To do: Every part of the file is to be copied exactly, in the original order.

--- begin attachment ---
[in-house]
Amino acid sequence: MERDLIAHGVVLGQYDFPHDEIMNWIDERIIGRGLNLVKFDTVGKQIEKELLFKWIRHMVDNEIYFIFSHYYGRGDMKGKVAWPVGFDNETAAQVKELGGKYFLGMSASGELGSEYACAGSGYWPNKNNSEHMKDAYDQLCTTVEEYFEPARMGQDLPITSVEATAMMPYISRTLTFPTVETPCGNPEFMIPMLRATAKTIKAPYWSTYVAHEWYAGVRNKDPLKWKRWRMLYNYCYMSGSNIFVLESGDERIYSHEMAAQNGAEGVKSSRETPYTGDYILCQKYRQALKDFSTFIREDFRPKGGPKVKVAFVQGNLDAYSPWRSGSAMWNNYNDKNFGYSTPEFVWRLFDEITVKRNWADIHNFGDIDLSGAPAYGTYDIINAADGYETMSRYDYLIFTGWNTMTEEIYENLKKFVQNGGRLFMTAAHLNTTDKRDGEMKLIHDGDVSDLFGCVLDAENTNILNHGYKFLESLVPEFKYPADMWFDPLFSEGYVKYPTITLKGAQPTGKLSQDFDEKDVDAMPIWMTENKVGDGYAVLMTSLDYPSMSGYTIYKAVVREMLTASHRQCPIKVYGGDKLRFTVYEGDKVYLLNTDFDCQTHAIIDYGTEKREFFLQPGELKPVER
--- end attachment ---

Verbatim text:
[in-house]
Amino acid sequence: MERDLIAHGVVLGQYDFPHDEIMNWIDERIIGRGLNLVKFDTVGKQIEKELLFKWIRHMVDNEIYFIFSHYYGRGDMKGKVAWPVGFDNETAAQVKELGGKYFLGMSASGELGSEYACAGSGYWPNKNNSEHMKDAYDQLCTTVEEYFEPARMGQDLPITSVEATAMMPYISRTLTFPTVETPCGNPEFMIPMLRATAKTIKAPYWSTYVAHEWYAGVRNKDPLKWKRWRMLYNYCYMSGSNIFVLESGDERIYSHEMAAQNGAEGVKSSRETPYTGDYILCQKYRQALKDFSTFIREDFRPKGGPKVKVAFVQGNLDAYSPWRSGSAMWNNYNDKNFGYSTPEFVWRLFDEITVKRNWADIHNFGDIDLSGAPAYGTYDIINAADGYETMSRYDYLIFTGWNTMTEEIYENLKKFVQNGGRLFMTAAHLNTTDKRDGEMKLIHDGDVSDLFGCVLDAENTNILNHGYKFLESLVPEFKYPADMWFDPLFSEGYVKYPTITLKGAQPTGKLSQDFDEKDVDAMPIWMTENKVGDGYAVLMTSLDYPSMSGYTIYKAVVREMLTASHRQCPIKVYGGDKLRFTVYEGDKVYLLNTDFDCQTHAIIDYGTEKREFFLQPGELKPVER